The Biden administration's announcement envisioned as early as Friday local time to impose sweeping semiconductor export restrictions on Chinese entities is apparently aiming to thwart China's semiconductor industry at all fronts as the measures ban exports for system semiconductors serving as the brain of advanced weapons and AI but the memory chips used in all electronic products.
The U.S. Department of Commerce is preparing measures to require foreign firms to get separate approval if they plan to sell semiconductor technology and equipment such as 18nm DRAM or below that exceeds its current standards based on the U.S. Foreign-Direct Product Rules (FDPR) currently applied on Chinese mobile communications companies including Huawei.
Many analyze that the measures are one of the most sweeping export restrictions by the Biden administration as they include the memory area, NAND Flash and DRAM in particular, which China is catching up fast.
The restrictions aim to prevent at the initial stage China's state-owned semiconductor companies YMTC and CXMT from further developing 128-layer NAND Flash and 19nm DRAM or above, which the two companies are presently manufacturing and thereby killing the country's semiconductor industry as a whole. Some U.S. industry experts noted that the measures might almost be carpet bombing against the Chinese semiconductor industry.
However, the U.S. government is said to exempt some Korean semiconductor makers, such as Samsung Electronics and SK Hynix, that are running DRAM and NAND Flash manufacturing plants in China. The Korean government has reportedly been discussing with the U.S. possible exemptions for the export restrictions conveying messages of concerns of Korean semiconductor firms.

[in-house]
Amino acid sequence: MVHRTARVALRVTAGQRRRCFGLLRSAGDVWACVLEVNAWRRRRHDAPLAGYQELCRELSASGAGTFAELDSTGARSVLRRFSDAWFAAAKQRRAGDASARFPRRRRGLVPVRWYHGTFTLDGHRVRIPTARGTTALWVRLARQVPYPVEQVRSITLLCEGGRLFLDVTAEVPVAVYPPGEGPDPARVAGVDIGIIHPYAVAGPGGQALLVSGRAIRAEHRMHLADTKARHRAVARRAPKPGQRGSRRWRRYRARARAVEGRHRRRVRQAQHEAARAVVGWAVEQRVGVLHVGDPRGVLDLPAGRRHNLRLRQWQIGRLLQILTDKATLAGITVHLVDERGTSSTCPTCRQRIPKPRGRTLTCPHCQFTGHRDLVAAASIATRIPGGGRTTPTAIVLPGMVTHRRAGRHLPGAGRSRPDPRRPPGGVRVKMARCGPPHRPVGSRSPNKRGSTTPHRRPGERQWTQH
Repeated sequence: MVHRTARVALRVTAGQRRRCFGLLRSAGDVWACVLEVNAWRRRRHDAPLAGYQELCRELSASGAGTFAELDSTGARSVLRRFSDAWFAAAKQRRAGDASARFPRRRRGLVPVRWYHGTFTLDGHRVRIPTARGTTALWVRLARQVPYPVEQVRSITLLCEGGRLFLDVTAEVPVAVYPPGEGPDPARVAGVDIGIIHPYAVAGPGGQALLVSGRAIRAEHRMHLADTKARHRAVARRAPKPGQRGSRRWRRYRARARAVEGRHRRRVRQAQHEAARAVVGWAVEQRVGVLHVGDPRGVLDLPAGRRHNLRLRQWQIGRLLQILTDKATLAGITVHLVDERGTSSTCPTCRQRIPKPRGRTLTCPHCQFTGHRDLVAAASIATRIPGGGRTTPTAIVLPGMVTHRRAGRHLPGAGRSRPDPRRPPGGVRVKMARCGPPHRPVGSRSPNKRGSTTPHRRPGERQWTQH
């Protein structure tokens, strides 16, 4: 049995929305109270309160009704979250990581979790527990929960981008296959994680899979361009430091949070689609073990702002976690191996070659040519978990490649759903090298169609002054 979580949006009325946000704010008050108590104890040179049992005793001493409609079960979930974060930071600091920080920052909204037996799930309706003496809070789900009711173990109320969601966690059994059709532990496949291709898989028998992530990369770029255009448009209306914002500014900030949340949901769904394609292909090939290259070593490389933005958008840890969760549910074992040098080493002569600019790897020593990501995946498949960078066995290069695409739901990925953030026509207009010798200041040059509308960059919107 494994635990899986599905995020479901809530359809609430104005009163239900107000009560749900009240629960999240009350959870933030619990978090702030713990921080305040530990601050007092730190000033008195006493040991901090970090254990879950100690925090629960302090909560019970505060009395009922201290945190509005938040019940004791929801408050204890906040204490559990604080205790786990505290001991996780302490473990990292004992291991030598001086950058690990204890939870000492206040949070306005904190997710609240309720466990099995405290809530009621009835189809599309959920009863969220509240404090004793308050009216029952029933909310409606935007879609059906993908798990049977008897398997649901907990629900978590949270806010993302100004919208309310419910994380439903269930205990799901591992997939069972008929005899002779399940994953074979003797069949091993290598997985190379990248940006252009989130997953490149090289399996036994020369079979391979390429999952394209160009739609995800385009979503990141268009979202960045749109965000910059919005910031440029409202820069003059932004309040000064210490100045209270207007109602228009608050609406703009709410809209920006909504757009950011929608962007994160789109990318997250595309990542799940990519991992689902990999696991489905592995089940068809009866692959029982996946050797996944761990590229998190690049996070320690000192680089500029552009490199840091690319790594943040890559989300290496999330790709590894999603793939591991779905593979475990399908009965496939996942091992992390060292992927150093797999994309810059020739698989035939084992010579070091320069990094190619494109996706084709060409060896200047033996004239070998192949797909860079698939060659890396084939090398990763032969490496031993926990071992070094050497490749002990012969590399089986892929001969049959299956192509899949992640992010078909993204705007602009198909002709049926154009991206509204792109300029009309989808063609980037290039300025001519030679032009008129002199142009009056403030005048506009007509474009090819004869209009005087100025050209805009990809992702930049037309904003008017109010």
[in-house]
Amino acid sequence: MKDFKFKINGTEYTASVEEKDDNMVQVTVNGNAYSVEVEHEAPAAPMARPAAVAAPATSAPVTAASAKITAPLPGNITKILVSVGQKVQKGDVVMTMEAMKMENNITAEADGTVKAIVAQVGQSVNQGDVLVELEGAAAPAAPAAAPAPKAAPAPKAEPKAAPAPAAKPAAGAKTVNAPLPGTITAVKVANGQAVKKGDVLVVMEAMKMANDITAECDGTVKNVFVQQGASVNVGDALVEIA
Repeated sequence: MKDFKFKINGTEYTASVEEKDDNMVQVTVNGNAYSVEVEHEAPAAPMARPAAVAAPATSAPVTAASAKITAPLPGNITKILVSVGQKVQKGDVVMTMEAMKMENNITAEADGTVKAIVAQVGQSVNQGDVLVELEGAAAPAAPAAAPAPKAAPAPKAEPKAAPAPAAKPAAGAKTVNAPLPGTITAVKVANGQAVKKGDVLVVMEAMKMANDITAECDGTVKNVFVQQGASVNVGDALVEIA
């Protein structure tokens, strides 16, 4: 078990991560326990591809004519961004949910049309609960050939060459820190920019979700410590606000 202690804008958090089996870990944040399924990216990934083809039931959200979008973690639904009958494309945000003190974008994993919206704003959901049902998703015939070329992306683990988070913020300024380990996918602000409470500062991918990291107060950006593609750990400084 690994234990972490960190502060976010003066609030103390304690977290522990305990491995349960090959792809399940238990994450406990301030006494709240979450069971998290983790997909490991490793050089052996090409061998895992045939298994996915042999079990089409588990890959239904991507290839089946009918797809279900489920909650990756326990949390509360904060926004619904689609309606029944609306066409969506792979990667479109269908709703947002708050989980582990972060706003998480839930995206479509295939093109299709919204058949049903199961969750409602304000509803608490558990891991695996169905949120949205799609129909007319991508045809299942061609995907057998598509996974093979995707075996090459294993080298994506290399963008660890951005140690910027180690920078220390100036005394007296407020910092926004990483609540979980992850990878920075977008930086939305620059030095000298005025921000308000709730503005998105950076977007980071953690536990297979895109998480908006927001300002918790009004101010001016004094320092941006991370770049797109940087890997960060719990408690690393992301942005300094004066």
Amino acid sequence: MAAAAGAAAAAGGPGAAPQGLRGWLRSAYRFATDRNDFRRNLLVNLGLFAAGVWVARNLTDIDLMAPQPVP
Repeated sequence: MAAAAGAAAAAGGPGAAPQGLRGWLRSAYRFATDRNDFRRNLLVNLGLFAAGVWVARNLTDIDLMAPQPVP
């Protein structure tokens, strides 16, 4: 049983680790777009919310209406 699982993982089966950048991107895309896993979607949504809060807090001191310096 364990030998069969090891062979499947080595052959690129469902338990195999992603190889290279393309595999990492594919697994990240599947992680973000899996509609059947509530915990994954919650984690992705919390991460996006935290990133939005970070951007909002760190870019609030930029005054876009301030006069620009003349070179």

Korea's semiconductor industry is paying keen attention to the restriction measures. “While it is hard to predict exactly how the measures would affect the domestic industry landscape yet, the effect may likely be limited as the evaluations for an export ban on foreign companies may be conducted case by case,” an industry insider said. “Korean chip makers would not be the target as the measures aim to stifle those of China.”
Still, some concern that there might be some restrictions for equipment replacement and upgrading. In China, Samsung Electronics currently produces around 40 percent of its NAND Flash, whereas SK Hynix is manufacturing some 50 percent of its DRAM. Their plants built in Xi'an in 2014 and Wuxi in 2006, respectively, have witnessed rising investment demands for increasing relevant facilities and replacing old equipment. “It is unlikely the Biden administration would apply exceptions on Korean semiconductor firms wishing to expand their facilities in China even if overall semiconductor performance is enhanced in several years,” sources in Washington forecast.
Some others raise concerns that corporate earnings of Korean chip makers may decline in the long term if Chinese semiconductor demands are suppressed, which account for about half of Korea's total semiconductor exports.
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